The Ode is the essence of the soul

The song of emunah that was sung on the shore of the Red Sea is humming in the heart of every Jew.  Deep inside plays a magical melody of faith. It is a kind of silent prayer, a silent ode that the soul offers its maker.  It is an innocent incantation of the inner point of the heart and of sweet surrender to the truth.

By most people this song is hidden.  Countless self-denials and concealments hide it from our awareness.  The soul begs us to be embraced by its Father in Heaven, alas, in vain.  A foreign ill-wind of depression envelops it.  And so, instead of praises we are filled with complaints.  In place of longings, frustrated anger bubbles up.  The daughter is jailed inside, unable to find the divine instrument to play her song.

Is there a way to release the song?  Is there a way back home?

The answer is intrinsic to us a Jews.  We’re called ‘עברים’ because of our innate ability to transcend  (להתעלות אל מעבר) all obstacles and doubts.  The ability is derived from the ‘Spirit of the Song of Emunah’ (Likutei Moharan 64).  Melody is the main connector between man and his Creator, it is that powerful.  Melody can connect the heart of a person, no matter where it may be, and give him back his soul and remind him of Hashem.

Melody as Medicine

We’re in the middle the שובבים weeks, a period when the soul is rectified.  During this time the people of Israel toil in the ways of teshuvah in an effort to remove the barriers between themselves and their Father in Heaven.  The goal is to hear the melody of emunah once again.  The aim is to come back into the light of the soul and renew our immediate intimacy with the all-merciful father.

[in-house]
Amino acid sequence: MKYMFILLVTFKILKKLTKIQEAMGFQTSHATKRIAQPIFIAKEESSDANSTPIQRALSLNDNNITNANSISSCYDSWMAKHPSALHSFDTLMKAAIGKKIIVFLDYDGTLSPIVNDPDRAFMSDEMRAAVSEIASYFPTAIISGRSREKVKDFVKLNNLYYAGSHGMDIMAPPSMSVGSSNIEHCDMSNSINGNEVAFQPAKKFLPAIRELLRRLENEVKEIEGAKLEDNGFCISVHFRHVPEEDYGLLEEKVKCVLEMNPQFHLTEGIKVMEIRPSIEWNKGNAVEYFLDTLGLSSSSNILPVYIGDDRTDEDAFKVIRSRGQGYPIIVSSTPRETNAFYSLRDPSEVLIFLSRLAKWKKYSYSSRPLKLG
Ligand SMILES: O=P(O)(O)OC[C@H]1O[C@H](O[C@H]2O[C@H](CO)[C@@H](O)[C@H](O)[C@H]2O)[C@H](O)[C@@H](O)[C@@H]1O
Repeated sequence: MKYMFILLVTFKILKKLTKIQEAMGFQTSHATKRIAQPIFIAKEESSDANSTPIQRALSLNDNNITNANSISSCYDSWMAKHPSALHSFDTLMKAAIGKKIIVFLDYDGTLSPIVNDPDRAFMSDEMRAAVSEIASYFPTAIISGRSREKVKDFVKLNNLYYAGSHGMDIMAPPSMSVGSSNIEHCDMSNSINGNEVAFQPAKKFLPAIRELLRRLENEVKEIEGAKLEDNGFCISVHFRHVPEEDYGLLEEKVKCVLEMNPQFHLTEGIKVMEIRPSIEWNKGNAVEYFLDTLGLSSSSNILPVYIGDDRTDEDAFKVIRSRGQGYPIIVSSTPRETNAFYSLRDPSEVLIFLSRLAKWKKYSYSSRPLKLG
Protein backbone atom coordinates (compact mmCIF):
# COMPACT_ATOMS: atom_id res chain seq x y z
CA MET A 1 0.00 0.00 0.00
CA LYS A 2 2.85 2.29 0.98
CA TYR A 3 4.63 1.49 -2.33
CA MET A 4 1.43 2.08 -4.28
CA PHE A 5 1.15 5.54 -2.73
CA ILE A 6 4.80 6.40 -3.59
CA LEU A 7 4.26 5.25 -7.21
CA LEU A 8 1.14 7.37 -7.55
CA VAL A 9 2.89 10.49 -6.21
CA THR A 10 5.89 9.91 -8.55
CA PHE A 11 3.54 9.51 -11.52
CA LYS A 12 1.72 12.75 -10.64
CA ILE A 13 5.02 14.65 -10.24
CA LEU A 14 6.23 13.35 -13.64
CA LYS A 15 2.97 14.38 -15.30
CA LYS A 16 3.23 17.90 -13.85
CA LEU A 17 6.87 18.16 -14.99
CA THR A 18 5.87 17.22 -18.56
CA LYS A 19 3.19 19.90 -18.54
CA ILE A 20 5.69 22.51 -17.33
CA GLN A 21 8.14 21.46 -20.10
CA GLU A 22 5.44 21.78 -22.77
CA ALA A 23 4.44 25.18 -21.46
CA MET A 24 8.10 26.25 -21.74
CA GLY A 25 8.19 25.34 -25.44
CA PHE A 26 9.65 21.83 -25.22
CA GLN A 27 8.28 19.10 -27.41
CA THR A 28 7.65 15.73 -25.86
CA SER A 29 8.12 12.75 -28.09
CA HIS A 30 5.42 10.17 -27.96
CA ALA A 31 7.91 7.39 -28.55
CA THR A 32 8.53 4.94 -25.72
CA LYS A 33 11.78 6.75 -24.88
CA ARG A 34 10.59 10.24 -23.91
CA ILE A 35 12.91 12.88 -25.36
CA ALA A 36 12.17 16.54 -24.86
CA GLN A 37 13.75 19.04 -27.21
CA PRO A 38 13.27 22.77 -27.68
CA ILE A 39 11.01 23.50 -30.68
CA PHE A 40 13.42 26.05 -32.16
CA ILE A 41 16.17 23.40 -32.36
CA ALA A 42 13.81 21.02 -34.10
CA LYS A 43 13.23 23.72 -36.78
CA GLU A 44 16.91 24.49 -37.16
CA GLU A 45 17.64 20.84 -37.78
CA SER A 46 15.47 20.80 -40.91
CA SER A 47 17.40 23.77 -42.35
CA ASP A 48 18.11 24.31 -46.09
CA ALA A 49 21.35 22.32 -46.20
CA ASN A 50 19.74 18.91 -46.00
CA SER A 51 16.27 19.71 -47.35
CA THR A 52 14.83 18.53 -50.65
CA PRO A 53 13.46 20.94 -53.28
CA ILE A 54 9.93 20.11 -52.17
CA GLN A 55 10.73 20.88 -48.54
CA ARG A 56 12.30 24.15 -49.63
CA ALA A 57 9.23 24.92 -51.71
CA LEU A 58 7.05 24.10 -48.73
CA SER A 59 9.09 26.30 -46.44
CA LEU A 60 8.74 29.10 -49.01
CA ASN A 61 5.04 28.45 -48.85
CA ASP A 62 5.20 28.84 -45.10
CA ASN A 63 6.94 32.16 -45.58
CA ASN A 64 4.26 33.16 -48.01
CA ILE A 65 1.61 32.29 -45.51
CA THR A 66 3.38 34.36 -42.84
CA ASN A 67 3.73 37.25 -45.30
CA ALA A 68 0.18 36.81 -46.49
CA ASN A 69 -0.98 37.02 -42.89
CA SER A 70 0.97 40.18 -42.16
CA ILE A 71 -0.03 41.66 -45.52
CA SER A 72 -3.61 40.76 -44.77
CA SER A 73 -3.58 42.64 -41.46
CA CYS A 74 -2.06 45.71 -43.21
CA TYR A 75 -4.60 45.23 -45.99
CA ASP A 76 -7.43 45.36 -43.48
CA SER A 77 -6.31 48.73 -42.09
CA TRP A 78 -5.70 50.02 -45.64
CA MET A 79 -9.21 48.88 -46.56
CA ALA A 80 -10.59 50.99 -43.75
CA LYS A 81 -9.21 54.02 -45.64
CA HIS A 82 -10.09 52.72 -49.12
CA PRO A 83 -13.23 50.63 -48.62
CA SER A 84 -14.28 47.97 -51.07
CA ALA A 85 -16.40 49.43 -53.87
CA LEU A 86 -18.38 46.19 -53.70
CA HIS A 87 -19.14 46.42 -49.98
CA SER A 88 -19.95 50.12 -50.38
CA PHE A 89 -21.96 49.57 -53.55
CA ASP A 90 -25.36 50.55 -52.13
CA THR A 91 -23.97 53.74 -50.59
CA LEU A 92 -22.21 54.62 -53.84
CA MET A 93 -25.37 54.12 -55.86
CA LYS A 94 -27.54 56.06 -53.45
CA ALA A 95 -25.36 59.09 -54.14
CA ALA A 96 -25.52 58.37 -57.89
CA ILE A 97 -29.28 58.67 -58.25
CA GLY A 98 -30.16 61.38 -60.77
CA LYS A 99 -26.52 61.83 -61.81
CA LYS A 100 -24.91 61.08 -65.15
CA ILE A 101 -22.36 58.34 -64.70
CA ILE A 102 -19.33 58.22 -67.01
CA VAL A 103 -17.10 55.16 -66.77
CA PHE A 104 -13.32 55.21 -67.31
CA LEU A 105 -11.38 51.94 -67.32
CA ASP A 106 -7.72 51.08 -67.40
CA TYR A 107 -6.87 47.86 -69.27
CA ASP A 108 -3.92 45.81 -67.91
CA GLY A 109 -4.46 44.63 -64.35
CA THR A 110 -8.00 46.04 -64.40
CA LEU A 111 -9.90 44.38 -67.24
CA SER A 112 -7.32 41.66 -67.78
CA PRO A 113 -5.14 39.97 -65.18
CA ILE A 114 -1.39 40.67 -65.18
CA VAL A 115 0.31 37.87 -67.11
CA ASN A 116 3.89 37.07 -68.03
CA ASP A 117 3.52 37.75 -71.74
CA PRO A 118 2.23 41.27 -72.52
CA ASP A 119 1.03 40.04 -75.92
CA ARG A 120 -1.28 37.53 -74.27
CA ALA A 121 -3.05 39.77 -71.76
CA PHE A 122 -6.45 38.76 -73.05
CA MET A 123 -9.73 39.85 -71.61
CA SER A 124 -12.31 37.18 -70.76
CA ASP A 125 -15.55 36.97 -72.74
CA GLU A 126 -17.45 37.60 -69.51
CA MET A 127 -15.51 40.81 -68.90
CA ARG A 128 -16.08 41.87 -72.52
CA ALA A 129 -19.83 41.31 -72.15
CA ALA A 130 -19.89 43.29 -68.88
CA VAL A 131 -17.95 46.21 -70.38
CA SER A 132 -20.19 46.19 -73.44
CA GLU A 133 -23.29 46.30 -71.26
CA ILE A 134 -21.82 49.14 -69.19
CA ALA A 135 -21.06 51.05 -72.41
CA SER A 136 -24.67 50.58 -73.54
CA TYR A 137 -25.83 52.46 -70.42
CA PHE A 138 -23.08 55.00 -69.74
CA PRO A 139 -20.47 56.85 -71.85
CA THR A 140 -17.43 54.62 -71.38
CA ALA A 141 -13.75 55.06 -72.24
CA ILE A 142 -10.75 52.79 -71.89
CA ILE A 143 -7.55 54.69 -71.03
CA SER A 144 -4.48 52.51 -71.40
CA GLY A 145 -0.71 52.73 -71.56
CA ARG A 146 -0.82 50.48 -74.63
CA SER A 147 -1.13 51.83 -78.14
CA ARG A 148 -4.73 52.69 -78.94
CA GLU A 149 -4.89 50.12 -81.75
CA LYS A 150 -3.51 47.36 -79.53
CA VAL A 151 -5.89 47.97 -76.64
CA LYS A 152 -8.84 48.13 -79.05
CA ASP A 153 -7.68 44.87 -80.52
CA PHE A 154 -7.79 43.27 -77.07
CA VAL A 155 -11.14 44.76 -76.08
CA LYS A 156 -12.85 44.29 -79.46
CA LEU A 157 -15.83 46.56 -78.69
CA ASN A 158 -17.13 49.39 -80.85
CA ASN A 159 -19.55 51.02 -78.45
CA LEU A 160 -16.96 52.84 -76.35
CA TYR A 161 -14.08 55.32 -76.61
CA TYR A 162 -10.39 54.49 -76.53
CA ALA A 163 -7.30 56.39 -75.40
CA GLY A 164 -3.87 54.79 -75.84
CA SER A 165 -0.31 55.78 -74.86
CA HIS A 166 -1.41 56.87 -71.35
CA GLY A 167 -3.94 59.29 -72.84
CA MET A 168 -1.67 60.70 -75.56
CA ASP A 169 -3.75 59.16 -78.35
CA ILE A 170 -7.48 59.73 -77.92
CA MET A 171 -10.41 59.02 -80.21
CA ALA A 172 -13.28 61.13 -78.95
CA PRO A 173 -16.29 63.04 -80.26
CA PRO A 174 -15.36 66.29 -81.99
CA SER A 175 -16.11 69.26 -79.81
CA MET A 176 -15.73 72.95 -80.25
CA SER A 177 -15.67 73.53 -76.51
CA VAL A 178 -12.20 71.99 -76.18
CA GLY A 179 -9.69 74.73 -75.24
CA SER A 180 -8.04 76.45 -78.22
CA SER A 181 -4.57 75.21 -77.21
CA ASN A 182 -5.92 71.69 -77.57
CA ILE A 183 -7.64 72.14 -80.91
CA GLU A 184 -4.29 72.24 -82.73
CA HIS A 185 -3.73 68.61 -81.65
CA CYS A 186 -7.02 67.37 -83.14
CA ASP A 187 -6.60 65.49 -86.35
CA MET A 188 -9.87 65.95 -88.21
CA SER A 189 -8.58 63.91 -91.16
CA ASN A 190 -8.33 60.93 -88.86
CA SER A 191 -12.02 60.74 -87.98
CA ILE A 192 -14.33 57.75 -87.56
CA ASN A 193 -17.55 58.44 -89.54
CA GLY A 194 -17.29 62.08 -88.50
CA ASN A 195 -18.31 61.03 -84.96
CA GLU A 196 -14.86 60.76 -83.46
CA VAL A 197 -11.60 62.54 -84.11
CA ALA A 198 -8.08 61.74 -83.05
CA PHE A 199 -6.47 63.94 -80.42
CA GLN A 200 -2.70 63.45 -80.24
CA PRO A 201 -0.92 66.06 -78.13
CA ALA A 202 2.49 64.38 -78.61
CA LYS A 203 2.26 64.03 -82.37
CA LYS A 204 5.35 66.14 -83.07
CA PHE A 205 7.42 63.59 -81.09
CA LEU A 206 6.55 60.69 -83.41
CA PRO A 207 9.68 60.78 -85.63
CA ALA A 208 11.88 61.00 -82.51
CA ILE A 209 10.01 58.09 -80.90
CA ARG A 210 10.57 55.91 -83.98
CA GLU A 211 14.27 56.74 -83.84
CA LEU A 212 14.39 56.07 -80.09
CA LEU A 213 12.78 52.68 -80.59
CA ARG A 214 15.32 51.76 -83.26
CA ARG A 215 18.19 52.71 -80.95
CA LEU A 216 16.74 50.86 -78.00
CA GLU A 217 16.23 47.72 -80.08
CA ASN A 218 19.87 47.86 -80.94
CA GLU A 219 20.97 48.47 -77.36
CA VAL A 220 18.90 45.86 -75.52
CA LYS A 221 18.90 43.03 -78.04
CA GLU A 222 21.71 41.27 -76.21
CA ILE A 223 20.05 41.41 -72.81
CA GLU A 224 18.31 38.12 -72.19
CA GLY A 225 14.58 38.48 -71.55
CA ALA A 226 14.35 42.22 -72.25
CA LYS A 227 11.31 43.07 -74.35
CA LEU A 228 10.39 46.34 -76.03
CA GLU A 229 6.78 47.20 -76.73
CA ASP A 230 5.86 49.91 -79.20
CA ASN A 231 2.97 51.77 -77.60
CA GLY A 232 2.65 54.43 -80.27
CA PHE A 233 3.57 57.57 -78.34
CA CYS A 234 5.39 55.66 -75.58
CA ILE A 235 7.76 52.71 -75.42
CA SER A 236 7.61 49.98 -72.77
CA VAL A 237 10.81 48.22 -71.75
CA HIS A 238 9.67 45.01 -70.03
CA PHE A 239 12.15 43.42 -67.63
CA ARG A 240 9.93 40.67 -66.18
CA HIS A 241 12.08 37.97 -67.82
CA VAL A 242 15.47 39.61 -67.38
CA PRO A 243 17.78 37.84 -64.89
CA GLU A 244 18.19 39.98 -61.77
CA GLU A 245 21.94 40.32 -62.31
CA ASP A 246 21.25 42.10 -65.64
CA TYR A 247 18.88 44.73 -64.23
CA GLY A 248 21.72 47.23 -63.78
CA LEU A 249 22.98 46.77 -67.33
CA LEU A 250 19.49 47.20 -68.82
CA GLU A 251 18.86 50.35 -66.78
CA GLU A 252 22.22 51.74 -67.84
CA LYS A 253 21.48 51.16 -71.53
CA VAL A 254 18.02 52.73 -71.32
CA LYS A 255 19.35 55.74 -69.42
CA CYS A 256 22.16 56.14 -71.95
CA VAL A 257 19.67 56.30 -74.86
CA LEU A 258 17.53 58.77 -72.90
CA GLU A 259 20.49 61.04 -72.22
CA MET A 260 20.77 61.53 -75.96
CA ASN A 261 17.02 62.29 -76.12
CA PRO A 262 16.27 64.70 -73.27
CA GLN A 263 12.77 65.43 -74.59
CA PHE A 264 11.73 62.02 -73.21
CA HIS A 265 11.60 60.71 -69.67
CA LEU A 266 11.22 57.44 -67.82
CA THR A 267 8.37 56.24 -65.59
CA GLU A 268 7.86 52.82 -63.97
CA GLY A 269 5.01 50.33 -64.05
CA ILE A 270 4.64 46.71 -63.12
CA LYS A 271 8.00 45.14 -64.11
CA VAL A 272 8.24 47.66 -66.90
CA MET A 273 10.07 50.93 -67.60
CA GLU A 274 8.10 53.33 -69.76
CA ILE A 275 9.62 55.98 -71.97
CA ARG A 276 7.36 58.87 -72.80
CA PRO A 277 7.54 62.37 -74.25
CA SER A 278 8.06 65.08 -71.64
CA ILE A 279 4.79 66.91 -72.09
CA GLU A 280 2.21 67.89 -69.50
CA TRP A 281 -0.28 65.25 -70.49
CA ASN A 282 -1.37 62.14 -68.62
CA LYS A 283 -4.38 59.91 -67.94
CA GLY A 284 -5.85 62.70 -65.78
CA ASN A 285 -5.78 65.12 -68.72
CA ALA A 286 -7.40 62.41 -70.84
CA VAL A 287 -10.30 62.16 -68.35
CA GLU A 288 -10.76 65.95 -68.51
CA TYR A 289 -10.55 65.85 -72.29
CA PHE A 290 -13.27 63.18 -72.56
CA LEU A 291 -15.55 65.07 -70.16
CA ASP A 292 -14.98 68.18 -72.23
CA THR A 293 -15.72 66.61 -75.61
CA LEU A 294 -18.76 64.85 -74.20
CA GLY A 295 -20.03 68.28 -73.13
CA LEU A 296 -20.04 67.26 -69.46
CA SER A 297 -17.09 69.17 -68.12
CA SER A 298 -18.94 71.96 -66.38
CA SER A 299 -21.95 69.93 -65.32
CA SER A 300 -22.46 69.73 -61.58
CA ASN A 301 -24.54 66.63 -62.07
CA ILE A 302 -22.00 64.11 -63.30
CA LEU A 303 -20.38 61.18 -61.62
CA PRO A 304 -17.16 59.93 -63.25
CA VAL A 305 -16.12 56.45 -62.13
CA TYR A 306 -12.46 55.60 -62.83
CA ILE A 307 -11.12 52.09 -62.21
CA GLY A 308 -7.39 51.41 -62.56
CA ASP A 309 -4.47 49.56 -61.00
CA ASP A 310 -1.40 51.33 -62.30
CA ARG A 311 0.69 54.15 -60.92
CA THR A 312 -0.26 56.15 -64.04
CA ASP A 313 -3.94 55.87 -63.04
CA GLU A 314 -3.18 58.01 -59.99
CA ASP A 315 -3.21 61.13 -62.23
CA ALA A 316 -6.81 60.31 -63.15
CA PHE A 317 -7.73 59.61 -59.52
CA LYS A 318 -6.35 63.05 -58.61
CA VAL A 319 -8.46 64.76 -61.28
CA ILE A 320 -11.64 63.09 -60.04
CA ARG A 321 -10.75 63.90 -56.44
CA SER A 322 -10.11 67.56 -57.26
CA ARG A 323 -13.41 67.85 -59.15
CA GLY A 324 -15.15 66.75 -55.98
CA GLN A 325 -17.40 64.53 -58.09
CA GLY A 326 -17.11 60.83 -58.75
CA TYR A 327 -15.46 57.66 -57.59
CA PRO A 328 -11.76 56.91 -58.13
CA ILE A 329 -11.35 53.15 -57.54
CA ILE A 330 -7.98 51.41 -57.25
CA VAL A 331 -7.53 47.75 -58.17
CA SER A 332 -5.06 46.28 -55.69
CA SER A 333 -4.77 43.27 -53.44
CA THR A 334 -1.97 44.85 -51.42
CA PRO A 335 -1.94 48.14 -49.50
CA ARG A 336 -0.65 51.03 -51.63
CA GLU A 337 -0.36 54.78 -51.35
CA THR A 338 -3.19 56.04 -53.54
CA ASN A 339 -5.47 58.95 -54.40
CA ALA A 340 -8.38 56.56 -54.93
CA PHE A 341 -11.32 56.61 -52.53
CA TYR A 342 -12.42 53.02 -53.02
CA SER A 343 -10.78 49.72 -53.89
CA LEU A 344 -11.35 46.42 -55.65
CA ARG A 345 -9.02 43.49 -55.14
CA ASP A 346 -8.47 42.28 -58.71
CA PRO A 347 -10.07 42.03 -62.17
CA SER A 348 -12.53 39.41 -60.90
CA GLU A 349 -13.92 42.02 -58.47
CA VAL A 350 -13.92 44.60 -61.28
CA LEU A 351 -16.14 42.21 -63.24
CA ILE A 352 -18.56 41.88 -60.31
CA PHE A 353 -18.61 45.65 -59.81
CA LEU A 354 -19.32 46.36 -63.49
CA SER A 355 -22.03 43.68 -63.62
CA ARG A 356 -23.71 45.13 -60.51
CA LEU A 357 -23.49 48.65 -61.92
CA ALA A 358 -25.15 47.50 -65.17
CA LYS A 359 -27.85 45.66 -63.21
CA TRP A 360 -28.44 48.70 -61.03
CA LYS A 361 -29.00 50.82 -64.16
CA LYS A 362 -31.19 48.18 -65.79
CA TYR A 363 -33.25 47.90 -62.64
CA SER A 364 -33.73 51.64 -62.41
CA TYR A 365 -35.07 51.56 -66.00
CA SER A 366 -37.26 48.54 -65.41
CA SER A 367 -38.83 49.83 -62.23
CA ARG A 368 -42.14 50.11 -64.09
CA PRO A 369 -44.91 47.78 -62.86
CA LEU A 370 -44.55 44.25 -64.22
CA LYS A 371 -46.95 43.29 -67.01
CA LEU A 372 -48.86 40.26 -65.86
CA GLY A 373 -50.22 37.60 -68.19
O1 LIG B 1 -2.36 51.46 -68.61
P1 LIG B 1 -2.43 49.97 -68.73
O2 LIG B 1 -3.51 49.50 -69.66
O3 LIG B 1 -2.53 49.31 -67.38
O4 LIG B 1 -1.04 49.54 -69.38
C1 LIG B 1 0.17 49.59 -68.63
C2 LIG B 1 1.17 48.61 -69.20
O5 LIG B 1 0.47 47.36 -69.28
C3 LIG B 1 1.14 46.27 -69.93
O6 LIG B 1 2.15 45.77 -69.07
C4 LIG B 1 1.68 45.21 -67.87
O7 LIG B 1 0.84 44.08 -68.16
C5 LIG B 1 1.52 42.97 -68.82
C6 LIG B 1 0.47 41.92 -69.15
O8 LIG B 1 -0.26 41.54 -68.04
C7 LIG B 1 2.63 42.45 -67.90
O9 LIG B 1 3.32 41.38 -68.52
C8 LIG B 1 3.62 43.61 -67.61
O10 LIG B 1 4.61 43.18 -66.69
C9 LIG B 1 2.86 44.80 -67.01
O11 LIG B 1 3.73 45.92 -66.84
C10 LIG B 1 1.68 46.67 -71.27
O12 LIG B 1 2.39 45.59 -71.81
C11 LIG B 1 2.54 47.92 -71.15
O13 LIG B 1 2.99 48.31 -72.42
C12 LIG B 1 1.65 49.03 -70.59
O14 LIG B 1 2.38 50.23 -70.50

This ‘melody of emunah’ is the most important ingredient in our world.  The melody is the soul that pulses in everything that we do.  Torah, prayer, and the performance of mitzvos are all empty exercises, devoid of vitality and closeness to Hashem without it.  The Tzaddikim are forever busy with healing of the souls of Israel.  The ‘drugs’ they concoct to heal us are called a ‘melody’.  The cure of our soul is hidden in the words of Rebbe Nachman.

If we were to internalize his words, this wondrous melody will be played within us almost by itself.  It is the ‘new melody’ that will sound in the future we are all waiting for.  It will give us the power to withstand all challenges.  It will make it possible for us to realize our blemishes without being repulsed by our shame.  The melody will then enter every holy word we utter.  It will return us to the sweet memory of adhering to a living G-d.  Indeed, when the melody of faith is playing inside the heart, one can hear the violin of King David playing at midnight.  The lips can feel the sweetness of a page of Talmud, Tikkun Haklali and indeed every single blessing we make and prayer we offer.